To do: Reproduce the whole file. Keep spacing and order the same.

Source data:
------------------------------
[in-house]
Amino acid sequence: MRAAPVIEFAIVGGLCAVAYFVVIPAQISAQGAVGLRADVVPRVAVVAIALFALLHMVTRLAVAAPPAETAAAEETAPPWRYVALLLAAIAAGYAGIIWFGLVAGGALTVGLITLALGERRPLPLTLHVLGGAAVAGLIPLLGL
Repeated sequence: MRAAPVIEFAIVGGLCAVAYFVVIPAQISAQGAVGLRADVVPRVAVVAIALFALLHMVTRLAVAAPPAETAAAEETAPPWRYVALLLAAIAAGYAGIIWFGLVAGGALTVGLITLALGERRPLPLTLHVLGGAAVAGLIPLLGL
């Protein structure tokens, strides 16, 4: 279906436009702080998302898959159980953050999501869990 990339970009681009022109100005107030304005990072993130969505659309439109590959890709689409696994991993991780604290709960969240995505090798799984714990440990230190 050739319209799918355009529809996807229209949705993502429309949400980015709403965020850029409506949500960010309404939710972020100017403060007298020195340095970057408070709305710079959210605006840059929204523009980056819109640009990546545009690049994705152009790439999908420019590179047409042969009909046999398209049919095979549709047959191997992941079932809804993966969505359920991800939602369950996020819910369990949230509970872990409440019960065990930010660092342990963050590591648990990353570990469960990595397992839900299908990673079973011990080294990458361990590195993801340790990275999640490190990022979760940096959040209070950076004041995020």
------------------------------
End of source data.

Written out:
[in-house]
Amino acid sequence: MRAAPVIEFAIVGGLCAVAYFVVIPAQISAQGAVGLRADVVPRVAVVAIALFALLHMVTRLAVAAPPAETAAAEETAPPWRYVALLLAAIAAGYAGIIWFGLVAGGALTVGLITLALGERRPLPLTLHVLGGAAVAGLIPLLGL
Repeated sequence: MRAAPVIEFAIVGGLCAVAYFVVIPAQISAQGAVGLRADVVPRVAVVAIALFALLHMVTRLAVAAPPAETAAAEETAPPWRYVALLLAAIAAGYAGIIWFGLVAGGALTVGLITLALGERRPLPLTLHVLGGAAVAGLIPLLGL
């Protein structure tokens, strides 16, 4: 279906436009702080998302898959159980953050999501869990 990339970009681009022109100005107030304005990072993130969505659309439109590959890709689409696994991993991780604290709960969240995505090798799984714990440990230190 050739319209799918355009529809996807229209949705993502429309949400980015709403965020850029409506949500960010309404939710972020100017403060007298020195340095970057408070709305710079959210605006840059929204523009980056819109640009990546545009690049994705152009790439999908420019590179047409042969009909046999398209049919095979549709047959191997992941079932809804993966969505359920991800939602369950996020819910369990949230509970872990409440019960065990930010660092342990963050590591648990990353570990469960990595397992839900299908990673079973011990080294990458361990590195993801340790990275999640490190990022979760940096959040209070950076004041995020």